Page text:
Kim Seong Min: Heroes

Source:  The Freedom Collection /

Kim Seong Min was born in 1962. He grew up and received his education in Pyongyang, North Korea. Kim is the son of a poet and was trained as a writer. After serving ten years in the military, he worked in one of the regime’s propaganda offices. Troubled by the society in which he lived, Kim escaped to China in 1997. He eventually arrived in Seoul, South Korea in 1999, and ever since has fought for the liberation and democratization of his homeland.

In 2004, Kim established Free North Korea Radio (FNKR) to broadcast messages about freedom to those being oppressed and exploited by the regime in Pyongyang. These tireless efforts have been recognized by several international awards, including the “Prize for Press Freedom” from Reporters Without Borders and the “Asia Democracy and Human Rights Award” from the Taiwan Foundation for Democracy. Recently, Kim was elected as a Representative of the Coalition to Promote the Democratization of North Korea, an alliance of North Korean defector organizations based in South Korea.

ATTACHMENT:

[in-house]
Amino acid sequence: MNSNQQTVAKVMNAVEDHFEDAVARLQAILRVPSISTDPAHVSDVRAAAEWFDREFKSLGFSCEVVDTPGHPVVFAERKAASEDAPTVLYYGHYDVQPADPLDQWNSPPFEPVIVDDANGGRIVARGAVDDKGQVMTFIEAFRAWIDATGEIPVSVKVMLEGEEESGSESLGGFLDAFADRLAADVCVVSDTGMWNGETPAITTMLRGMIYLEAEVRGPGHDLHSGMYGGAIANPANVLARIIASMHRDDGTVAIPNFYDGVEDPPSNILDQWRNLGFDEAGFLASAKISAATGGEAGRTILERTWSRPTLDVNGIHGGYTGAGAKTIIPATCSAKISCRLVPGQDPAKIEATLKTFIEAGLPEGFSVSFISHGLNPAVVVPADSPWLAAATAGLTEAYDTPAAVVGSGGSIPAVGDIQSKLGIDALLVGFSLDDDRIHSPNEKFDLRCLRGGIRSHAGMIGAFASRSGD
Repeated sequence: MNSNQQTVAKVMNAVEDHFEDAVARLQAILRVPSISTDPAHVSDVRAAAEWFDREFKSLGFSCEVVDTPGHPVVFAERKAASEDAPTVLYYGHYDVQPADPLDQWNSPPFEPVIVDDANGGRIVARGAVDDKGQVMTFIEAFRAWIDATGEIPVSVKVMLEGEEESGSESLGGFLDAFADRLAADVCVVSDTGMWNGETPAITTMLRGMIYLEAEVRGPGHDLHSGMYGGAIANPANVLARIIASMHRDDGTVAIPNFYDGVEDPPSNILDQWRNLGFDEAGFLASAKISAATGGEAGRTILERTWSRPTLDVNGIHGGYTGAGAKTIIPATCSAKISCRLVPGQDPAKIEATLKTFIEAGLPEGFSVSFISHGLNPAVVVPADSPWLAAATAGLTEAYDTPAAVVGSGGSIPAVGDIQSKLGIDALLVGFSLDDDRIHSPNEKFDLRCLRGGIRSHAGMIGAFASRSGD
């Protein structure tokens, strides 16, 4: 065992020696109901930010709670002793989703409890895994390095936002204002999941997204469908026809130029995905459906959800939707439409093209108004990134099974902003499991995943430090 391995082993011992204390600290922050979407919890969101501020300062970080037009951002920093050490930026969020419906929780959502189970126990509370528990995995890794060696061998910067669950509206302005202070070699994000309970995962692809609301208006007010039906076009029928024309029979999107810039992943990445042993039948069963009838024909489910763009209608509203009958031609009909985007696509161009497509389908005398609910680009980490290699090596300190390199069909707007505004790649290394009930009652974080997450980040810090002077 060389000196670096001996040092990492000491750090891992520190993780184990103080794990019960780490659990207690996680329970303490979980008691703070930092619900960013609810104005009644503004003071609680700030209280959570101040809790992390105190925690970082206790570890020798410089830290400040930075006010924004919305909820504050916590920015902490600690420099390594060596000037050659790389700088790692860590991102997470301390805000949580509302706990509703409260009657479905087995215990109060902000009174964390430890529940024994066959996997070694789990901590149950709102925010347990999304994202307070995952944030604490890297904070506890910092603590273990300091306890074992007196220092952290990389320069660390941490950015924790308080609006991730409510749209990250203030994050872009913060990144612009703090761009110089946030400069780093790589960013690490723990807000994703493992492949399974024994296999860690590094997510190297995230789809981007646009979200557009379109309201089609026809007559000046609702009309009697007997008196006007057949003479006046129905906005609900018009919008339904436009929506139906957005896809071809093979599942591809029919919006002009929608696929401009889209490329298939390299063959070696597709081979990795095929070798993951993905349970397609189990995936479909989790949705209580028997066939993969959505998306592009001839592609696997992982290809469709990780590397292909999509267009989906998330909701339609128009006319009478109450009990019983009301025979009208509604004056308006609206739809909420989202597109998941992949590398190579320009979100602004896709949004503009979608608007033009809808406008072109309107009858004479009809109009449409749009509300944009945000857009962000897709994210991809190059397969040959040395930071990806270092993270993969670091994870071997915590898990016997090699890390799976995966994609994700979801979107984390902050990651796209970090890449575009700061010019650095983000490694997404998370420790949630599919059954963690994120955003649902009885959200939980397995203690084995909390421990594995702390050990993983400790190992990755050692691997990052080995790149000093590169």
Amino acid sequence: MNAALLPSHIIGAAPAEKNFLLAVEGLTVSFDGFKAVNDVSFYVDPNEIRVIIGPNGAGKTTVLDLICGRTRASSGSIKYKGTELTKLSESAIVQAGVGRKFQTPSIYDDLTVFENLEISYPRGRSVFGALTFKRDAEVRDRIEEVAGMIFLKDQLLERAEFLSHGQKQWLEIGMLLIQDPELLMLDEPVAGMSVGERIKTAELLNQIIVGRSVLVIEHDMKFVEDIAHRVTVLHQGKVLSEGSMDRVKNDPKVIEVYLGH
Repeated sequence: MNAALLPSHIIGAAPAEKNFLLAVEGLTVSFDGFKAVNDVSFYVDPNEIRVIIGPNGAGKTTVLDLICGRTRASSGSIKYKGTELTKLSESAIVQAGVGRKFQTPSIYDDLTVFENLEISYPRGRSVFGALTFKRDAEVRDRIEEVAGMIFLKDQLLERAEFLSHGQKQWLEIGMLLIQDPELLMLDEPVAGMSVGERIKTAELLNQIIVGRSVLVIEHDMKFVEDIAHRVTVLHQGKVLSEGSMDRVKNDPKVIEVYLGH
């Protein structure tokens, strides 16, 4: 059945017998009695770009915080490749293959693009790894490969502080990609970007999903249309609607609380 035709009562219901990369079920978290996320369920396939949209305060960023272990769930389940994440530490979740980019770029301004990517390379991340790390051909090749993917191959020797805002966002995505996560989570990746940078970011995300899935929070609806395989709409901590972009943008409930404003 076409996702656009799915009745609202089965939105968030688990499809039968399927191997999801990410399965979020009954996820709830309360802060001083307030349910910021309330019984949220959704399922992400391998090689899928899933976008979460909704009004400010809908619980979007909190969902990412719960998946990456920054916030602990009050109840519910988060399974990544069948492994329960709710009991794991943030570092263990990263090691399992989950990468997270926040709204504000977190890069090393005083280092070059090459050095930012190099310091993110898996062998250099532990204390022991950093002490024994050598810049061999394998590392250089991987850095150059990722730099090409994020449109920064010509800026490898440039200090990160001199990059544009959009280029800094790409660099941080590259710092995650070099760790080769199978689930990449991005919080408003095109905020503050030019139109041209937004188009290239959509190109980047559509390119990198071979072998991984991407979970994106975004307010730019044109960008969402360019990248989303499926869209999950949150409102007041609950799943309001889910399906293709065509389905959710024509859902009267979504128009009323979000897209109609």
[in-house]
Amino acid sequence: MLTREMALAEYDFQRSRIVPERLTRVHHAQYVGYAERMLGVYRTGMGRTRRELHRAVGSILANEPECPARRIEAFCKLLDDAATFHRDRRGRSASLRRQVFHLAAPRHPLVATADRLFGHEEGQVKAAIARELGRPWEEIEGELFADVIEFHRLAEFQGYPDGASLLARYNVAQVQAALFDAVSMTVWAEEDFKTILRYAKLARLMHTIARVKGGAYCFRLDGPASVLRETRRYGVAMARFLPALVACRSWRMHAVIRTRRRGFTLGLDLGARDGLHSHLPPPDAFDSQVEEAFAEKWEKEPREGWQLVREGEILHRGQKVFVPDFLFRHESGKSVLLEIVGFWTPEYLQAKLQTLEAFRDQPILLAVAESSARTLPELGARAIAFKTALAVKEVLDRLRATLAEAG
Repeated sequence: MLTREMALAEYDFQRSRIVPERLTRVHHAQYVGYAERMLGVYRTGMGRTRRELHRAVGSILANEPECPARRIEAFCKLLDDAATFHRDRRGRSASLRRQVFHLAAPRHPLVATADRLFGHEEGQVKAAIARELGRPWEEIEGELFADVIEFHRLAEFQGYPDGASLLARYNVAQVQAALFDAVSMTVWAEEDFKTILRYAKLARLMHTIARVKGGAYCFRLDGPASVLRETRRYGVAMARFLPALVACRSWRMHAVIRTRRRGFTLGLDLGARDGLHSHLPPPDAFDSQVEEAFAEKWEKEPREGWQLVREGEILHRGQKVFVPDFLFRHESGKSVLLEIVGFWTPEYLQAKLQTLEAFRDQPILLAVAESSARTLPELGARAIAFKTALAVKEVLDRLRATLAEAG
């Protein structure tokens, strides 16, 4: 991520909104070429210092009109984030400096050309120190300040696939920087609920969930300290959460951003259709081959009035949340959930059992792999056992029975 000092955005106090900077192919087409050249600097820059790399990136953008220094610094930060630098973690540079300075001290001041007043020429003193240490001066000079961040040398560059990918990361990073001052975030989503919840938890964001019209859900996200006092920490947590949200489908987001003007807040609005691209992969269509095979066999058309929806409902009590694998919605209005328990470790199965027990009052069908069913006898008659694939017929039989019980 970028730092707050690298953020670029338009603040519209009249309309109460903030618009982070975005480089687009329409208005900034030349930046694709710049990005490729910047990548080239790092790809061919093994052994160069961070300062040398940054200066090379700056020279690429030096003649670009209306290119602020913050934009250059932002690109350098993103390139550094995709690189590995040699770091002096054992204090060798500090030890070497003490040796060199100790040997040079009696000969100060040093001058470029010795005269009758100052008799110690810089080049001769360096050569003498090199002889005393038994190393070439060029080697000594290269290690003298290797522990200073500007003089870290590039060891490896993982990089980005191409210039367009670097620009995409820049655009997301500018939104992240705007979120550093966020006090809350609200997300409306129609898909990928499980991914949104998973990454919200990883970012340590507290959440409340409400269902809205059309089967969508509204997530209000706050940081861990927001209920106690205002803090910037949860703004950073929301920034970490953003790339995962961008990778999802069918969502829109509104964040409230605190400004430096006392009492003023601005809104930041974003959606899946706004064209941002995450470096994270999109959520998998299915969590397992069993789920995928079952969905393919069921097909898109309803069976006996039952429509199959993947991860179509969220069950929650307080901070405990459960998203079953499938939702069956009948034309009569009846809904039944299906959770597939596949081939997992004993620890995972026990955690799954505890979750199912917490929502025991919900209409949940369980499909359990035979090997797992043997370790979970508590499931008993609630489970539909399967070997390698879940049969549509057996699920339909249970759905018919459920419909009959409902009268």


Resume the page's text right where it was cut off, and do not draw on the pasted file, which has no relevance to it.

I was encouraged by Mr. Hwang Jang-yop [Hwang Jang-yop was a senior leadership figure in North Korea who defected to South Korea in 1997.] who also defected from North Korea, when I made up my mind to escape from North Korea. He had a strong vision of helping the North Korean people even though he had to give up all of his privileges while living in North Korea.

In April of 2006, President Bush took the time to meet us and said that the Kim Jong Il regime is evil. He encouraged all of the North Korean defectors who attended that event and he patted us on our shoulders to give us words and thoughts of encouragement. It gave us a lot of pride and encouraged us with those gestures. At that time it was a difficult moment for us and it helped to receive the kind of encouragement from the President of the United States. With each sentence and each word President Bush provided us a great source of courage and pride not only for the North Korean defectors that were present but also for the North Korean people who received the news.

In North Korea I was a writer and I am currently studying a PhD program in writing. I also admire President Havel of Czechoslovakia who was also an ordinary citizen and a writer and accomplished many things of democracy for Czechoslovakia. I met him a couple of times and I am always impressed with his doings. Although he was nothing but an ordinary citizen at first, I admire that he went to great levels.

The Vaclav Havel Center